And this means what ? You have never heard of a dictionary or you have never heard of Google Translate or you are lazy , or all of the above ?

Google serarch

YES I am. you know you can behave normally if you want . lol

YES I am. you know you can behave normally if you want . lol

Well, let's not go there because if we did then we would have to start by defining "normally", wouldn't we ?
Then we would eventually get to the fact that apparently it is "normal" for a 9th grader to skip all the research and just come right out and ask a question that other people would "normally" answer themselves with a little effort and the help of Google :

But since you brought it up, let's go there:

Hey,
I am trying to connect my new Bluetooth module, HC-06 ZS-040, therefore I am using this tutorial:
Arduino and HC-06 (ZS-040) | Martyn Currey
but I ran into trouble when I saw the circuit:
http://www.martyncurrey.com/wp-content/uploads/2015/03/HC-06_01-297x300.jpg
first, I am using Arduino Uno, not such a problem,
second I am using breadboard and I am not so great reading circuits, so I created a Fritzing circuit, using breadboard and Arduino Uno and I would like to ask if the circuit I provided equals to the circuit I attached as picture. (link here)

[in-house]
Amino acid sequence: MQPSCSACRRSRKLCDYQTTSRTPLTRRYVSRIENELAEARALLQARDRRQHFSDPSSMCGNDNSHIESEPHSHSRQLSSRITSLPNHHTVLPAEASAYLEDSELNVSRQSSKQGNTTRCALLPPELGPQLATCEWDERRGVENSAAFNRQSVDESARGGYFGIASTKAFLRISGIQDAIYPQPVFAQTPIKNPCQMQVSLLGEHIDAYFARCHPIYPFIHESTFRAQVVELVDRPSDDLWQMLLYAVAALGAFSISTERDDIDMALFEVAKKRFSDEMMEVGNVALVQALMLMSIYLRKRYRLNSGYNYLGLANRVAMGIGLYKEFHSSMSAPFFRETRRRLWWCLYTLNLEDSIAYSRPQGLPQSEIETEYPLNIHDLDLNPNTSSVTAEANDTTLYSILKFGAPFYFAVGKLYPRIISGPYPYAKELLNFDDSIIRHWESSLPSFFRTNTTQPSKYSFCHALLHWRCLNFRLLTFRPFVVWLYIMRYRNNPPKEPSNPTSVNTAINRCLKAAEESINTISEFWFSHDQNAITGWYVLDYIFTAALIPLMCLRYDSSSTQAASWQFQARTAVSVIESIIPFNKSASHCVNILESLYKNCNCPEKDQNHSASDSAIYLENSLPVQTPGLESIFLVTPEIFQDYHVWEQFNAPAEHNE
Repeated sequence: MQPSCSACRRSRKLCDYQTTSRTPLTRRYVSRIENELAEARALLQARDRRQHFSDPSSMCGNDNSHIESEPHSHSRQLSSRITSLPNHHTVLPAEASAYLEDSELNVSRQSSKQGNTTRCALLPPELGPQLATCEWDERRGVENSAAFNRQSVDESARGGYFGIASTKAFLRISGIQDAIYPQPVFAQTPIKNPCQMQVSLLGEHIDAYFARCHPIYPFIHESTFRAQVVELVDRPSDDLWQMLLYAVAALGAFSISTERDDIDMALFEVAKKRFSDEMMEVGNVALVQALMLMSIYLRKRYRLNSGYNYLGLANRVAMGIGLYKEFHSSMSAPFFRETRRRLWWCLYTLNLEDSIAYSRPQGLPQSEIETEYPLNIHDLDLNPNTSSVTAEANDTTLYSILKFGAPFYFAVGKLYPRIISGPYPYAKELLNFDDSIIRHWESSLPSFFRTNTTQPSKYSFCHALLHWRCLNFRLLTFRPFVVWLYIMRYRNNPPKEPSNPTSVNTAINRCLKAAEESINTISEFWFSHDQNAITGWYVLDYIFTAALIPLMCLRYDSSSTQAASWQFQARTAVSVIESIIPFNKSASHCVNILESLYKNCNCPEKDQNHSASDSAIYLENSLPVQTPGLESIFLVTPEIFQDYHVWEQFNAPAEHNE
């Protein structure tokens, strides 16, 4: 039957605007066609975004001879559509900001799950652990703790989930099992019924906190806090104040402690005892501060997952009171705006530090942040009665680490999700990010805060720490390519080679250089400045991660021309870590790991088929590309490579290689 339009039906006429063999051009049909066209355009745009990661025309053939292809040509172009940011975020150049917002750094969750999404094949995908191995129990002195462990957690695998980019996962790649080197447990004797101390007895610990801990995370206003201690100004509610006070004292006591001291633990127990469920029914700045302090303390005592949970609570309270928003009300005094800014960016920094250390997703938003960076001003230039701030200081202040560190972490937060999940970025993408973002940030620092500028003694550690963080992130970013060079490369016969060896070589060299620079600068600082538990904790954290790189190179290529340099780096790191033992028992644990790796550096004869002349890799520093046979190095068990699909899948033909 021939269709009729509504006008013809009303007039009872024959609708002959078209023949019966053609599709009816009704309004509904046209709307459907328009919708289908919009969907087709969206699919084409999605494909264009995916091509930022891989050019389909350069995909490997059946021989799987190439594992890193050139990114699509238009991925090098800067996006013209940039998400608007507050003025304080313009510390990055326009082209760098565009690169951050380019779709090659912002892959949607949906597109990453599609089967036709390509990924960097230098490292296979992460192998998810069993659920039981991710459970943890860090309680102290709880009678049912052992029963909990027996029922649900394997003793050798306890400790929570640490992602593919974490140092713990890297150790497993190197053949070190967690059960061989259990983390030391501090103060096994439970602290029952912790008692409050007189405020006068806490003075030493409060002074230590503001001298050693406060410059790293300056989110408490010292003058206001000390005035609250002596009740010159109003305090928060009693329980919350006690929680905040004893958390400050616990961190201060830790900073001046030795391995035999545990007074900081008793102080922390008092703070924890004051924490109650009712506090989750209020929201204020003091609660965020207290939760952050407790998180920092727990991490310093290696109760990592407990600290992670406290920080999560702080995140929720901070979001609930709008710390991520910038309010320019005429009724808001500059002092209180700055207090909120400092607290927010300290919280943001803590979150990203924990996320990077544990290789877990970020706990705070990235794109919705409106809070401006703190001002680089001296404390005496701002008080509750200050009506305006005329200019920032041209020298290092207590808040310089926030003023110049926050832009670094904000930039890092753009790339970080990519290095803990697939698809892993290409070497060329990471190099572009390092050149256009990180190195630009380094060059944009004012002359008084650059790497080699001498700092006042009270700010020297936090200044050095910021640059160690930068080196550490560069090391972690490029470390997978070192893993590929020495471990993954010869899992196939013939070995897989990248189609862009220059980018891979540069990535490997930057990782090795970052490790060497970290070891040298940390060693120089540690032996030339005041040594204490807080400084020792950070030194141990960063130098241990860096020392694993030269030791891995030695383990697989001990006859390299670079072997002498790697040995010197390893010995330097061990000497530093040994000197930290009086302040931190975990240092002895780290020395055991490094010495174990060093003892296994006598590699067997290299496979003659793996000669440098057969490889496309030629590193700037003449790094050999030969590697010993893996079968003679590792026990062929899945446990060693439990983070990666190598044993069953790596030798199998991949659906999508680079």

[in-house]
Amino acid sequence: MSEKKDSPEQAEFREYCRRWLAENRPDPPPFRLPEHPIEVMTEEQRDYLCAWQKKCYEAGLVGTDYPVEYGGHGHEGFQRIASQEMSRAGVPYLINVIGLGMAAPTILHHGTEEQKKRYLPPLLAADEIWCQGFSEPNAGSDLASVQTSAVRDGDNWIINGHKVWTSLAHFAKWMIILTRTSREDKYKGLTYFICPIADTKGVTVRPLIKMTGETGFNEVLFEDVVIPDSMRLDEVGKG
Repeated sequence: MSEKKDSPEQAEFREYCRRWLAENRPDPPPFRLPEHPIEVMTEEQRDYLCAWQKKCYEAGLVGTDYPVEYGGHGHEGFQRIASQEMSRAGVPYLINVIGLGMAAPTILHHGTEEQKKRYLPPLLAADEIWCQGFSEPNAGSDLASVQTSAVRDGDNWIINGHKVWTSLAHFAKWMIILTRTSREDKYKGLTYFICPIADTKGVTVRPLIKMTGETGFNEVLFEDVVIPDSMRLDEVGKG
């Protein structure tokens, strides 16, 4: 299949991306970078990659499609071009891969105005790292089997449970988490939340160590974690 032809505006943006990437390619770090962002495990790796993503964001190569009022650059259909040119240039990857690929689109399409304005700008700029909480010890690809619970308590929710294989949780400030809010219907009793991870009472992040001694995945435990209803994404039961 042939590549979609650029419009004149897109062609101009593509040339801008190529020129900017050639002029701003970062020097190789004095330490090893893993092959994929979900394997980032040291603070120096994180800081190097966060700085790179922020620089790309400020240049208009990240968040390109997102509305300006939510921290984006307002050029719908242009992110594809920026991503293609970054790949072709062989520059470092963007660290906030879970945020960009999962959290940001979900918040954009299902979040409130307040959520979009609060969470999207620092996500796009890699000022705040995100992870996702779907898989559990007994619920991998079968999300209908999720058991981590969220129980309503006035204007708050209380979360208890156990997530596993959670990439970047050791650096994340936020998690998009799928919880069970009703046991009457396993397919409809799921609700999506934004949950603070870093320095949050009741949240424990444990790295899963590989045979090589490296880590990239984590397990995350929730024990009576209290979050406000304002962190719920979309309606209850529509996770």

#1- Your greeting:

Hey,

Is that how you greet your teachers at school ? Come on, really ? Is that appropriate here on an international forum ? You may not be called on the carpet by the Global Moderator but is it really appropriate ?

#2-

I am trying to connect my new Bluetooth module, HC-06 ZS-040, therefore I am using this tutorial:
Arduino and HC-06 (ZS-040) | Martyn Currey

See all those toolbuttons at the top of the screen ? What do you suppose those are for , decoration ?
If you look to the right of the symbol resembling a computer screen, you'll see a symbol resembling a chain link (get it ? LINK , as in URL

After copying your link, if you click on the LINK toolbutton, a window will pop up at the top of the screen.
If you paste your link into the FIRST window that pops up, and click "OK", a SECOND window will pop up showing the link highlighted in the window. At this point you need to decide what label you want to use for the link. It doesn't really make much sense to use the URL itself as the label because it doesn't describe anything, so you can simply press the DELETE key and remove the link from the second window and type in a proper label, (like URL, or "this" or "here" or whatever).

#3 (question)